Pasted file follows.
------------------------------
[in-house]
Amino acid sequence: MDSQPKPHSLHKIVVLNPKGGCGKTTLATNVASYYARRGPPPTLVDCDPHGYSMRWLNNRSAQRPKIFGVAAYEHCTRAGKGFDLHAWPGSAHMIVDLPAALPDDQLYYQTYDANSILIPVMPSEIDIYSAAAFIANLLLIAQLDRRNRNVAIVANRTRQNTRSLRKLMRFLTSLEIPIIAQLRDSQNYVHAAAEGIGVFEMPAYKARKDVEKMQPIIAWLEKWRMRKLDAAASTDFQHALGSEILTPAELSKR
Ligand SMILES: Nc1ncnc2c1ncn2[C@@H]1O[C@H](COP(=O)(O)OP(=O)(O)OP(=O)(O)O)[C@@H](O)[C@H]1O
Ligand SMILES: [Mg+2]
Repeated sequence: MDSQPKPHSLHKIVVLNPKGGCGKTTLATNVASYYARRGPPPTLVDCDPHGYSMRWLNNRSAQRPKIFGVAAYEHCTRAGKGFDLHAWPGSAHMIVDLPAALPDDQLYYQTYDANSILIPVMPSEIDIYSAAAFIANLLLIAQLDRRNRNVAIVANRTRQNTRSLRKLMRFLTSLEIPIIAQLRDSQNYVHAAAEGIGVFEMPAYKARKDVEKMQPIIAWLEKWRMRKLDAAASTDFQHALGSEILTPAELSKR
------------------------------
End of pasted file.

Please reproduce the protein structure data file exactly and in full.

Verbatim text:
[in-house]
Amino acid sequence: MDSQPKPHSLHKIVVLNPKGGCGKTTLATNVASYYARRGPPPTLVDCDPHGYSMRWLNNRSAQRPKIFGVAAYEHCTRAGKGFDLHAWPGSAHMIVDLPAALPDDQLYYQTYDANSILIPVMPSEIDIYSAAAFIANLLLIAQLDRRNRNVAIVANRTRQNTRSLRKLMRFLTSLEIPIIAQLRDSQNYVHAAAEGIGVFEMPAYKARKDVEKMQPIIAWLEKWRMRKLDAAASTDFQHALGSEILTPAELSKR
Ligand SMILES: Nc1ncnc2c1ncn2[C@@H]1O[C@H](COP(=O)(O)OP(=O)(O)OP(=O)(O)O)[C@@H](O)[C@H]1O
Ligand SMILES: [Mg+2]
Repeated sequence: MDSQPKPHSLHKIVVLNPKGGCGKTTLATNVASYYARRGPPPTLVDCDPHGYSMRWLNNRSAQRPKIFGVAAYEHCTRAGKGFDLHAWPGSAHMIVDLPAALPDDQLYYQTYDANSILIPVMPSEIDIYSAAAFIANLLLIAQLDRRNRNVAIVANRTRQNTRSLRKLMRFLTSLEIPIIAQLRDSQNYVHAAAEGIGVFEMPAYKARKDVEKMQPIIAWLEKWRMRKLDAAASTDFQHALGSEILTPAELSKR